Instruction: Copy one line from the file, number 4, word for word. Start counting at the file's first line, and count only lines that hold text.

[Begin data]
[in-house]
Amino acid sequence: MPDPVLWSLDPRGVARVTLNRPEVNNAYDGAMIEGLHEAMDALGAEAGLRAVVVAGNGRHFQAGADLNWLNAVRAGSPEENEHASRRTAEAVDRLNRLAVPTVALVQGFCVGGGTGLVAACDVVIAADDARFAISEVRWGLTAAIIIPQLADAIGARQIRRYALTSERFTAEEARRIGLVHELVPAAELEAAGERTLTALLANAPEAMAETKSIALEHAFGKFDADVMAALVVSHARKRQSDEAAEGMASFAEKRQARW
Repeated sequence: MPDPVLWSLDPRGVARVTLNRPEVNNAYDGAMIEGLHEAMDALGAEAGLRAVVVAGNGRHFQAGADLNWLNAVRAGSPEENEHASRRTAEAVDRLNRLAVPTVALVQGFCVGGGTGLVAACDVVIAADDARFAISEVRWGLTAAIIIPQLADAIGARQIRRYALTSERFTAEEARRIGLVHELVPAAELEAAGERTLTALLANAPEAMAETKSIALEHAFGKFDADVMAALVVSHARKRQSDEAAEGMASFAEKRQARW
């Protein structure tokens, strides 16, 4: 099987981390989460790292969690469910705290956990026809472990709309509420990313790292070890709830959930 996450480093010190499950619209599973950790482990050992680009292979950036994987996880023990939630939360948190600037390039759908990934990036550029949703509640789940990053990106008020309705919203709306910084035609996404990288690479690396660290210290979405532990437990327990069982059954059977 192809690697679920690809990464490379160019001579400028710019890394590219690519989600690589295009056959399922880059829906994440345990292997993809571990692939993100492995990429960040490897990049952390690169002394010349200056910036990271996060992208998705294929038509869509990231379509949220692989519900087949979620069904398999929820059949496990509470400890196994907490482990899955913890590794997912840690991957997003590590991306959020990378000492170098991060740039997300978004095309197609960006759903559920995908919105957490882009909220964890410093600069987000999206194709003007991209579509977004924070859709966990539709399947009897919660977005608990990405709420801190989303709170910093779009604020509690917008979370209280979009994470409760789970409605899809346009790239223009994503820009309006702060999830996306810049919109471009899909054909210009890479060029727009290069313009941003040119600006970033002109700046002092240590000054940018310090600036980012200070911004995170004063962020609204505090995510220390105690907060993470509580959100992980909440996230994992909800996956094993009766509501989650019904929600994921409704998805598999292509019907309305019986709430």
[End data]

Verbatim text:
């Protein structure tokens, strides 16, 4: 099987981390989460790292969690469910705290956990026809472990709309509420990313790292070890709830959930 996450480093010190499950619209599973950790482990050992680009292979950036994987996880023990939630939360948190600037390039759908990934990036550029949703509640789940990053990106008020309705919203709306910084035609996404990288690479690396660290210290979405532990437990327990069982059954059977 192809690697679920690809990464490379160019001579400028710019890394590219690519989600690589295009056959399922880059829906994440345990292997993809571990692939993100492995990429960040490897990049952390690169002394010349200056910036990271996060992208998705294929038509869509990231379509949220692989519900087949979620069904398999929820059949496990509470400890196994907490482990899955913890590794997912840690991957997003590590991306959020990378000492170098991060740039997300978004095309197609960006759903559920995908919105957490882009909220964890410093600069987000999206194709003007991209579509977004924070859709966990539709399947009897919660977005608990990405709420801190989303709170910093779009604020509690917008979370209280979009994470409760789970409605899809346009790239223009994503820009309006702060999830996306810049919109471009899909054909210009890479060029727009290069313009941003040119600006970033002109700046002092240590000054940018310090600036980012200070911004995170004063962020609204505090995510220390105690907060993470509580959100992980909440996230994992909800996956094993009766509501989650019904929600994921409704998805598999292509019907309305019986709430």